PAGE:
The Judicial Education Project filed a brief last Thursday in Hotze v. Sebelius, a lawsuit challenging the Affordable Care Act under the Constitution’s Origination Clause. The Origination Clause requires that “all bills for raising revenue shall originate in the House of Representatives.”
The brief is well worth reading in its own right, both because it is a masterpiece and because it was joined by House majority leader Eric Cantor and House majority whip Kevin McCarthy. Some highlights (citations and footnotes omitted):
The Senate, recognizing that it is constitutionally forbidden from originating tax increases, did so by seizing upon a six-page House Bill (H.R. 3590) that provided tax credits for soldiers. The Senate took that bill, deleted every letter after the enacting clause, and replaced it with 2000 pages of unrelated tax increases, fundamental transformations of healthcare and health insurance, and various other legislative knick-knacks. But rather than simply call this new piece of legislation what it was—a Senate bill—the Senate claimed to have made only some “Amendments” to the House bill. If the Senate’s wholesale replacement of a short tax-credit-bill with massive, unrelated tax-increases does not violate the Origination Clause, then nothing does. This is not a slippery slope; it is the bottom of the puddle at the bottom of the hill.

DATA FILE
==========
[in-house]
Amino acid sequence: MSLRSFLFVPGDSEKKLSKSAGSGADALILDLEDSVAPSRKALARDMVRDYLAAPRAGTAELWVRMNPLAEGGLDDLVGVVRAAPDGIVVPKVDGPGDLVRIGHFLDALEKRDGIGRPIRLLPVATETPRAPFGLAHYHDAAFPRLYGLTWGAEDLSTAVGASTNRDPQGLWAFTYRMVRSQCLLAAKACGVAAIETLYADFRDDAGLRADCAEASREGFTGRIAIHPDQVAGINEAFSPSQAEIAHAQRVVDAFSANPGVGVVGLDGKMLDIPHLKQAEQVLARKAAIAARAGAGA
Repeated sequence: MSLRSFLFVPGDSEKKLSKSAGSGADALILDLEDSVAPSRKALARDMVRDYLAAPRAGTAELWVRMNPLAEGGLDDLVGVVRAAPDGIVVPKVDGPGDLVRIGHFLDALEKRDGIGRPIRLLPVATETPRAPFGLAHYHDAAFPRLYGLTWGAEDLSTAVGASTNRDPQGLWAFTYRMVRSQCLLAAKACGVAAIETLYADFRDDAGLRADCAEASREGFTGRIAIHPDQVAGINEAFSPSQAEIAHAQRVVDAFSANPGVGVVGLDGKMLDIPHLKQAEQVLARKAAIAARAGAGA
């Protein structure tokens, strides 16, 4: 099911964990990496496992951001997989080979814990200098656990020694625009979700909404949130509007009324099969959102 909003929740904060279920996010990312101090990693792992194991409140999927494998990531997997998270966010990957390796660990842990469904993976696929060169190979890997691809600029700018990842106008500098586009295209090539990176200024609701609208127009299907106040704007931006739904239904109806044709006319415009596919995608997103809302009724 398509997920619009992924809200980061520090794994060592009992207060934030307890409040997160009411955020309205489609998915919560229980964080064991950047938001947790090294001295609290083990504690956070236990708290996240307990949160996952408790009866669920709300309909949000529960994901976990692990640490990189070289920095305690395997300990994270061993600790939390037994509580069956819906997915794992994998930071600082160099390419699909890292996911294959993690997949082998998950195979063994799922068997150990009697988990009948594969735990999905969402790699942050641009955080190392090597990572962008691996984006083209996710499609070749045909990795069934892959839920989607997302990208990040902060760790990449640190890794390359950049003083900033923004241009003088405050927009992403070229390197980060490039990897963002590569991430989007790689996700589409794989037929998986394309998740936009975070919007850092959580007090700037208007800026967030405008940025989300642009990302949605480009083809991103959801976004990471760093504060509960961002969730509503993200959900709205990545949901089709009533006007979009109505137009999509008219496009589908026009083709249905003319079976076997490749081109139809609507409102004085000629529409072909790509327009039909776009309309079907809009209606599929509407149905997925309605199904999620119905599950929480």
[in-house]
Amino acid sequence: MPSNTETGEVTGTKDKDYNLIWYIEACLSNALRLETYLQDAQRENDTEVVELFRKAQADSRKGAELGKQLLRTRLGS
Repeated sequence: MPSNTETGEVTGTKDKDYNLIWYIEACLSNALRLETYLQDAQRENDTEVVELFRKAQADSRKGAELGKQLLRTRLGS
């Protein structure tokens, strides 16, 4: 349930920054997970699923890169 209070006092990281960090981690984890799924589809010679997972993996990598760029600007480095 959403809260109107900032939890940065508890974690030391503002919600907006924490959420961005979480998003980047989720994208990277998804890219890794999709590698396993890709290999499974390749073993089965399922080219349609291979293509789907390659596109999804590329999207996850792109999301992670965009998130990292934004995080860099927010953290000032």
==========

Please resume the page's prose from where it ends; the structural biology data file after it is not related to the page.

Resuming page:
The Origination Clause requires that bills for raising revenue “shall originate in the House,” but also states that “the Senate may propose or concur with Amendments as on other Bills.” The Clause makes sense—and has substantive bite—only if the amendment exception does not devour the origination rule. James Madison had it right when he told George Washington that those protesting the Senate’s power to amend “bills for raising revenue” were exaggerating its importance, because that power was limited to “the paltry right of the Senate to propose alterations in money bills.” The power to “amend” legislation does not include the power to replace tax-cut legislation with completely unrelated tax-increasing legislation. This is clear from the text and history of the Clause, as well as from judicial decisions.